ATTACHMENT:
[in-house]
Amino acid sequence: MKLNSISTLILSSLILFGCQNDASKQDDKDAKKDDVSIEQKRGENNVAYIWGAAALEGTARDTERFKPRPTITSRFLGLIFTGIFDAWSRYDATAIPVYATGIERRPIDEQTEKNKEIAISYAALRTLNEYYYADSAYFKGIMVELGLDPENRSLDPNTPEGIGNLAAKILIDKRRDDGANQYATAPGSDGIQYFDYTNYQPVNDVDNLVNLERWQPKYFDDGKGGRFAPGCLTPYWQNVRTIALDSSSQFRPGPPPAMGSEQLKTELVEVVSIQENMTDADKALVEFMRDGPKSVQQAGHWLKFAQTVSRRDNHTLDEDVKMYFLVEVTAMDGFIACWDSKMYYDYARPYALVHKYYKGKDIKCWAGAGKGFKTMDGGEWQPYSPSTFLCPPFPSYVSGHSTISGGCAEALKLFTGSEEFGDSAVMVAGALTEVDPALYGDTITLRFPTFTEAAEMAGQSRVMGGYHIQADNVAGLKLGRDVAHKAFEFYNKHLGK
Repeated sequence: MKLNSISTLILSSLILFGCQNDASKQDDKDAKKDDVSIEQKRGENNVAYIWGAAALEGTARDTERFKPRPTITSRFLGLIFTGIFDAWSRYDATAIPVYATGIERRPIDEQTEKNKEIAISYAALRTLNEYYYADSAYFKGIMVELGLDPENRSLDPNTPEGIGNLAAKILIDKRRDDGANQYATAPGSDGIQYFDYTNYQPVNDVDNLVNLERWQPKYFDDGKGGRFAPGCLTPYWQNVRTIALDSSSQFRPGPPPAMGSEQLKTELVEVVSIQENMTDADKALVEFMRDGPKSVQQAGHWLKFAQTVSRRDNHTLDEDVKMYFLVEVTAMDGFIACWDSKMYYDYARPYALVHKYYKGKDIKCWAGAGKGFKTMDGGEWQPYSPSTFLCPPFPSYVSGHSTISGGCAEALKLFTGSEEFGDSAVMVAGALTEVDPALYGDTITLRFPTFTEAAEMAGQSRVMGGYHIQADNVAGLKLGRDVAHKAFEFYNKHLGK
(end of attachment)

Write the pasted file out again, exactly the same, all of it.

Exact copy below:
[in-house]
Amino acid sequence: MKLNSISTLILSSLILFGCQNDASKQDDKDAKKDDVSIEQKRGENNVAYIWGAAALEGTARDTERFKPRPTITSRFLGLIFTGIFDAWSRYDATAIPVYATGIERRPIDEQTEKNKEIAISYAALRTLNEYYYADSAYFKGIMVELGLDPENRSLDPNTPEGIGNLAAKILIDKRRDDGANQYATAPGSDGIQYFDYTNYQPVNDVDNLVNLERWQPKYFDDGKGGRFAPGCLTPYWQNVRTIALDSSSQFRPGPPPAMGSEQLKTELVEVVSIQENMTDADKALVEFMRDGPKSVQQAGHWLKFAQTVSRRDNHTLDEDVKMYFLVEVTAMDGFIACWDSKMYYDYARPYALVHKYYKGKDIKCWAGAGKGFKTMDGGEWQPYSPSTFLCPPFPSYVSGHSTISGGCAEALKLFTGSEEFGDSAVMVAGALTEVDPALYGDTITLRFPTFTEAAEMAGQSRVMGGYHIQADNVAGLKLGRDVAHKAFEFYNKHLGK
Repeated sequence: MKLNSISTLILSSLILFGCQNDASKQDDKDAKKDDVSIEQKRGENNVAYIWGAAALEGTARDTERFKPRPTITSRFLGLIFTGIFDAWSRYDATAIPVYATGIERRPIDEQTEKNKEIAISYAALRTLNEYYYADSAYFKGIMVELGLDPENRSLDPNTPEGIGNLAAKILIDKRRDDGANQYATAPGSDGIQYFDYTNYQPVNDVDNLVNLERWQPKYFDDGKGGRFAPGCLTPYWQNVRTIALDSSSQFRPGPPPAMGSEQLKTELVEVVSIQENMTDADKALVEFMRDGPKSVQQAGHWLKFAQTVSRRDNHTLDEDVKMYFLVEVTAMDGFIACWDSKMYYDYARPYALVHKYYKGKDIKCWAGAGKGFKTMDGGEWQPYSPSTFLCPPFPSYVSGHSTISGGCAEALKLFTGSEEFGDSAVMVAGALTEVDPALYGDTITLRFPTFTEAAEMAGQSRVMGGYHIQADNVAGLKLGRDVAHKAFEFYNKHLGK